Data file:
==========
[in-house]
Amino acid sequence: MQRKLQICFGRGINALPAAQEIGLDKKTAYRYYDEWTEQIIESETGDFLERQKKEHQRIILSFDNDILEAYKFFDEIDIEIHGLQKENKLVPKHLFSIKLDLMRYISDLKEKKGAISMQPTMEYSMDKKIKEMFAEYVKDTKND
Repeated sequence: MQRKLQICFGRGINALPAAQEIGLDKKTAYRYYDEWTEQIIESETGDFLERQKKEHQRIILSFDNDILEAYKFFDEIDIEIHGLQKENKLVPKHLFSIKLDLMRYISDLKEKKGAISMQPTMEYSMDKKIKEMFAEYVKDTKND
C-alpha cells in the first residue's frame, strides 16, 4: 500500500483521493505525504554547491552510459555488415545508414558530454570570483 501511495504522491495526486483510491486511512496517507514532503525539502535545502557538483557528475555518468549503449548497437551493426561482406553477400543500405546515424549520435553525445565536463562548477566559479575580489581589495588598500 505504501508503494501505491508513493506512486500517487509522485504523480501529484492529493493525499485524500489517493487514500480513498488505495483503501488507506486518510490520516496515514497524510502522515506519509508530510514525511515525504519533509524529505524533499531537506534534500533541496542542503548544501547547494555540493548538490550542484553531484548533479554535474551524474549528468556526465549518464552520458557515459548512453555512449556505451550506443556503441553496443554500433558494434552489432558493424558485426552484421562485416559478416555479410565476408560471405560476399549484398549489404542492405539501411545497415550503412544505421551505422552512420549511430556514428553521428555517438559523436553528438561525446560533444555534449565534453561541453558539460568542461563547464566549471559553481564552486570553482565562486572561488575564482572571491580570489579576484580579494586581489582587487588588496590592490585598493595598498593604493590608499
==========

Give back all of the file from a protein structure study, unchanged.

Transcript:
[in-house]
Amino acid sequence: MQRKLQICFGRGINALPAAQEIGLDKKTAYRYYDEWTEQIIESETGDFLERQKKEHQRIILSFDNDILEAYKFFDEIDIEIHGLQKENKLVPKHLFSIKLDLMRYISDLKEKKGAISMQPTMEYSMDKKIKEMFAEYVKDTKND
Repeated sequence: MQRKLQICFGRGINALPAAQEIGLDKKTAYRYYDEWTEQIIESETGDFLERQKKEHQRIILSFDNDILEAYKFFDEIDIEIHGLQKENKLVPKHLFSIKLDLMRYISDLKEKKGAISMQPTMEYSMDKKIKEMFAEYVKDTKND
C-alpha cells in the first residue's frame, strides 16, 4: 500500500483521493505525504554547491552510459555488415545508414558530454570570483 501511495504522491495526486483510491486511512496517507514532503525539502535545502557538483557528475555518468549503449548497437551493426561482406553477400543500405546515424549520435553525445565536463562548477566559479575580489581589495588598500 505504501508503494501505491508513493506512486500517487509522485504523480501529484492529493493525499485524500489517493487514500480513498488505495483503501488507506486518510490520516496515514497524510502522515506519509508530510514525511515525504519533509524529505524533499531537506534534500533541496542542503548544501547547494555540493548538490550542484553531484548533479554535474551524474549528468556526465549518464552520458557515459548512453555512449556505451550506443556503441553496443554500433558494434552489432558493424558485426552484421562485416559478416555479410565476408560471405560476399549484398549489404542492405539501411545497415550503412544505421551505422552512420549511430556514428553521428555517438559523436553528438561525446560533444555534449565534453561541453558539460568542461563547464566549471559553481564552486570553482565562486572561488575564482572571491580570489579576484580579494586581489582587487588588496590592490585598493595598498593604493590608499